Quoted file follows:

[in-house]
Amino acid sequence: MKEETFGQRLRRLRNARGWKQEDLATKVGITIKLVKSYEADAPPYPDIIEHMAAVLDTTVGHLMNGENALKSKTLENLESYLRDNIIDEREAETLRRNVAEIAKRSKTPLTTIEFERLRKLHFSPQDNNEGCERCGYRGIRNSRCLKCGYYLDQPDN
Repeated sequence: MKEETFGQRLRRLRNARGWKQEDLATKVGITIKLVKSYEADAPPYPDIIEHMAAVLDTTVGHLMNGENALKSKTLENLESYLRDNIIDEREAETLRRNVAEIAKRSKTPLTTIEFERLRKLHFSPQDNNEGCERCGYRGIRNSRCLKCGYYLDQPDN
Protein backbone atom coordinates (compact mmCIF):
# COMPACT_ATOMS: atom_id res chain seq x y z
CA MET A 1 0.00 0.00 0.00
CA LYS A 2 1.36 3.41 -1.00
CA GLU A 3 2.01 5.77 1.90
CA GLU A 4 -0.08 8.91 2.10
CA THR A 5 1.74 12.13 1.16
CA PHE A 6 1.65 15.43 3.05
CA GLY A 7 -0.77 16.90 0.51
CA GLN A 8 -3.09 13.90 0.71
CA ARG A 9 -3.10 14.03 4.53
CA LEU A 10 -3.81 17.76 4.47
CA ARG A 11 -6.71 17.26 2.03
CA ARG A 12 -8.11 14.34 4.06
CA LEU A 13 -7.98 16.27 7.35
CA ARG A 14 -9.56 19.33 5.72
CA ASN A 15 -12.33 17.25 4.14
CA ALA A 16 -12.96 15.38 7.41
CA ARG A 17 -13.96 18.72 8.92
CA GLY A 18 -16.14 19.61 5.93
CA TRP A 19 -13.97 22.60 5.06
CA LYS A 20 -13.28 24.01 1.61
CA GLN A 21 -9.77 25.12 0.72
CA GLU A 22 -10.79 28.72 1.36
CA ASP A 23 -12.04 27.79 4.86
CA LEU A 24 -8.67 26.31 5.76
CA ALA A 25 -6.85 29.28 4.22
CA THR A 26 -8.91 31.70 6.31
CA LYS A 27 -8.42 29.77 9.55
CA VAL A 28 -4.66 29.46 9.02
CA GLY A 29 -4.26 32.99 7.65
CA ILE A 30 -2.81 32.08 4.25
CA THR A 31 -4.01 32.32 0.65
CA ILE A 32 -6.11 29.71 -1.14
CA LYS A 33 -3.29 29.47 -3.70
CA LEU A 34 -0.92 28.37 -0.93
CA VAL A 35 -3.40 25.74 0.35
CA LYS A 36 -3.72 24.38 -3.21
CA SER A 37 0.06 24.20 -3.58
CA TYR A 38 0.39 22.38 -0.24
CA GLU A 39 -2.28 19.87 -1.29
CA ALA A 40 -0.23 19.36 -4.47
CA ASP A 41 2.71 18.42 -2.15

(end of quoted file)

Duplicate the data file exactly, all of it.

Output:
[in-house]
Amino acid sequence: MKEETFGQRLRRLRNARGWKQEDLATKVGITIKLVKSYEADAPPYPDIIEHMAAVLDTTVGHLMNGENALKSKTLENLESYLRDNIIDEREAETLRRNVAEIAKRSKTPLTTIEFERLRKLHFSPQDNNEGCERCGYRGIRNSRCLKCGYYLDQPDN
Repeated sequence: MKEETFGQRLRRLRNARGWKQEDLATKVGITIKLVKSYEADAPPYPDIIEHMAAVLDTTVGHLMNGENALKSKTLENLESYLRDNIIDEREAETLRRNVAEIAKRSKTPLTTIEFERLRKLHFSPQDNNEGCERCGYRGIRNSRCLKCGYYLDQPDN
Protein backbone atom coordinates (compact mmCIF):
# COMPACT_ATOMS: atom_id res chain seq x y z
CA MET A 1 0.00 0.00 0.00
CA LYS A 2 1.36 3.41 -1.00
CA GLU A 3 2.01 5.77 1.90
CA GLU A 4 -0.08 8.91 2.10
CA THR A 5 1.74 12.13 1.16
CA PHE A 6 1.65 15.43 3.05
CA GLY A 7 -0.77 16.90 0.51
CA GLN A 8 -3.09 13.90 0.71
CA ARG A 9 -3.10 14.03 4.53
CA LEU A 10 -3.81 17.76 4.47
CA ARG A 11 -6.71 17.26 2.03
CA ARG A 12 -8.11 14.34 4.06
CA LEU A 13 -7.98 16.27 7.35
CA ARG A 14 -9.56 19.33 5.72
CA ASN A 15 -12.33 17.25 4.14
CA ALA A 16 -12.96 15.38 7.41
CA ARG A 17 -13.96 18.72 8.92
CA GLY A 18 -16.14 19.61 5.93
CA TRP A 19 -13.97 22.60 5.06
CA LYS A 20 -13.28 24.01 1.61
CA GLN A 21 -9.77 25.12 0.72
CA GLU A 22 -10.79 28.72 1.36
CA ASP A 23 -12.04 27.79 4.86
CA LEU A 24 -8.67 26.31 5.76
CA ALA A 25 -6.85 29.28 4.22
CA THR A 26 -8.91 31.70 6.31
CA LYS A 27 -8.42 29.77 9.55
CA VAL A 28 -4.66 29.46 9.02
CA GLY A 29 -4.26 32.99 7.65
CA ILE A 30 -2.81 32.08 4.25
CA THR A 31 -4.01 32.32 0.65
CA ILE A 32 -6.11 29.71 -1.14
CA LYS A 33 -3.29 29.47 -3.70
CA LEU A 34 -0.92 28.37 -0.93
CA VAL A 35 -3.40 25.74 0.35
CA LYS A 36 -3.72 24.38 -3.21
CA SER A 37 0.06 24.20 -3.58
CA TYR A 38 0.39 22.38 -0.24
CA GLU A 39 -2.28 19.87 -1.29
CA ALA A 40 -0.23 19.36 -4.47
CA ASP A 41 2.71 18.42 -2.15